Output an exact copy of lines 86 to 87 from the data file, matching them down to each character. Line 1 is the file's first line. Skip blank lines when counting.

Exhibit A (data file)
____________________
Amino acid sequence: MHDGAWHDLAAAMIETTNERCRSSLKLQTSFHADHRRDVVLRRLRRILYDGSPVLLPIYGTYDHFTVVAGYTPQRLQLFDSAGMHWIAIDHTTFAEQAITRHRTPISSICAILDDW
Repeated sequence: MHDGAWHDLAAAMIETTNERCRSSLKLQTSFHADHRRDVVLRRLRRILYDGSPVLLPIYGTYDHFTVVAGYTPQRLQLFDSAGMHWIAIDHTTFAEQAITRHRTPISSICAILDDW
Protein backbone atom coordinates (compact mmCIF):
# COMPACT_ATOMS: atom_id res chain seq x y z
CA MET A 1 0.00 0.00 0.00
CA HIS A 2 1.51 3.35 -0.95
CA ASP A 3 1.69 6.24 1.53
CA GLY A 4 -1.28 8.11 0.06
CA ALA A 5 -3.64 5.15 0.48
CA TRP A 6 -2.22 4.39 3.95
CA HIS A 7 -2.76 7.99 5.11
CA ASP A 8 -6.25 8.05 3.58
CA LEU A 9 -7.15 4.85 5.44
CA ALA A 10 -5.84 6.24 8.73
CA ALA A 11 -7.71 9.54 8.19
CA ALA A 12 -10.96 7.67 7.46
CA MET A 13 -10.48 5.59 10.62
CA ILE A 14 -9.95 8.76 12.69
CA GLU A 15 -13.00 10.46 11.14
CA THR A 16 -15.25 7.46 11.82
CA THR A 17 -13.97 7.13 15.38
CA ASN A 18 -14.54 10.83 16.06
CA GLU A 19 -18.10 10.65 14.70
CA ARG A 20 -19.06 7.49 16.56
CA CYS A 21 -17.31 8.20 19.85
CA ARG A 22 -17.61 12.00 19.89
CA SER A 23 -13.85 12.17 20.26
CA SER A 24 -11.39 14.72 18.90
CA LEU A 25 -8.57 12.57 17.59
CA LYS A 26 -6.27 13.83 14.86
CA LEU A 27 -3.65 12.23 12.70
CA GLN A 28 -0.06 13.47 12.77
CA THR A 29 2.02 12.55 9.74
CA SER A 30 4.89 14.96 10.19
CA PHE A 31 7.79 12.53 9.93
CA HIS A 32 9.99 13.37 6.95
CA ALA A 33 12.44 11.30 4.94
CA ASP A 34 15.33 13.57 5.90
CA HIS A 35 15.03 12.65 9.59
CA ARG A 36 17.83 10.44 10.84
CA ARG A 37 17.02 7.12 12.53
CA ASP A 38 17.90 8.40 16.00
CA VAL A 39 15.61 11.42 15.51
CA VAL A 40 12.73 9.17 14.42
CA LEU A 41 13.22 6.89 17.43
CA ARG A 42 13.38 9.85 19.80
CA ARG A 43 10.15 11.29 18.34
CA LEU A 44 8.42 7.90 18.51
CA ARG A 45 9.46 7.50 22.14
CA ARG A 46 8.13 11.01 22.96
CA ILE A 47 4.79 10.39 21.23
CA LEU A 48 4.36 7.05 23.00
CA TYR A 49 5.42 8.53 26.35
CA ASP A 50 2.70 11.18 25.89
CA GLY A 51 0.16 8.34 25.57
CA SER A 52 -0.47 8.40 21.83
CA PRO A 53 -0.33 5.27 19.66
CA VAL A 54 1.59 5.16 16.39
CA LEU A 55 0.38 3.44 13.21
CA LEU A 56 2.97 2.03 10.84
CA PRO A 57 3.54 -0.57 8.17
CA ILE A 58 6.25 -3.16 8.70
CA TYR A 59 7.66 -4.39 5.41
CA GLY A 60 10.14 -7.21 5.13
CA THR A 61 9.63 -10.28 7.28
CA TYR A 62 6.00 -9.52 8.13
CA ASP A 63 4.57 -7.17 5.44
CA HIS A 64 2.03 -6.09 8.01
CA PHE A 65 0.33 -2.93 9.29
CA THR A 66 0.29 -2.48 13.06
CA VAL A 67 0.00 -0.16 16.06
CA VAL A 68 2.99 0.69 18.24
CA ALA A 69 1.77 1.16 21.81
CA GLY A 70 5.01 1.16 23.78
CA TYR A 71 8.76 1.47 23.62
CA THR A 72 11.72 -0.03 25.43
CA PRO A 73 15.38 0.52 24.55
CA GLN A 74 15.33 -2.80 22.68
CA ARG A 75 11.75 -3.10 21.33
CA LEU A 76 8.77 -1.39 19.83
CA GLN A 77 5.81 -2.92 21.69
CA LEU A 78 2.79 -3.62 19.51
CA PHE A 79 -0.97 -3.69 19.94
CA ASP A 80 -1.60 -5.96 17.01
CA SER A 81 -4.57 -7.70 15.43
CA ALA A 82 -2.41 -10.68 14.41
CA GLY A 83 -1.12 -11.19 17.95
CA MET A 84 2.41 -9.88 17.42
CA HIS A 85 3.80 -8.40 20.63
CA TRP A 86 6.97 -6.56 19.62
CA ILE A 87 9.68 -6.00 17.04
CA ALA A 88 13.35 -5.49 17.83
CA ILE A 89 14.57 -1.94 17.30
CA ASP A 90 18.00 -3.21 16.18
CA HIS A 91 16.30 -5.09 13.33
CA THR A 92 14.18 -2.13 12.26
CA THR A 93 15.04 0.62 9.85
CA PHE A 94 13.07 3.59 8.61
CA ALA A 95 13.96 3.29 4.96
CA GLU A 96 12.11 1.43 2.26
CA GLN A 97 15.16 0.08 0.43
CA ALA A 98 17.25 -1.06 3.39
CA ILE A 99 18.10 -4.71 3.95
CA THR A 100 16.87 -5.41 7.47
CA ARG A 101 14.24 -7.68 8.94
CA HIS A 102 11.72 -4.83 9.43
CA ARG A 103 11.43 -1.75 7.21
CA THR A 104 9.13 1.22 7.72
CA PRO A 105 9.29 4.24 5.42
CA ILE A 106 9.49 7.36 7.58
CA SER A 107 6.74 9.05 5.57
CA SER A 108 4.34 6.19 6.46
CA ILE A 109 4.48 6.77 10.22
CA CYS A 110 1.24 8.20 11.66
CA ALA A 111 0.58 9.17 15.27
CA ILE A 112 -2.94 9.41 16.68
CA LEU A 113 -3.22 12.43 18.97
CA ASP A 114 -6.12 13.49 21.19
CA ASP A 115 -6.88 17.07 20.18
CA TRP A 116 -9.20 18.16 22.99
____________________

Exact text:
CA ALA A 82 -2.41 -10.68 14.41
CA GLY A 83 -1.12 -11.19 17.95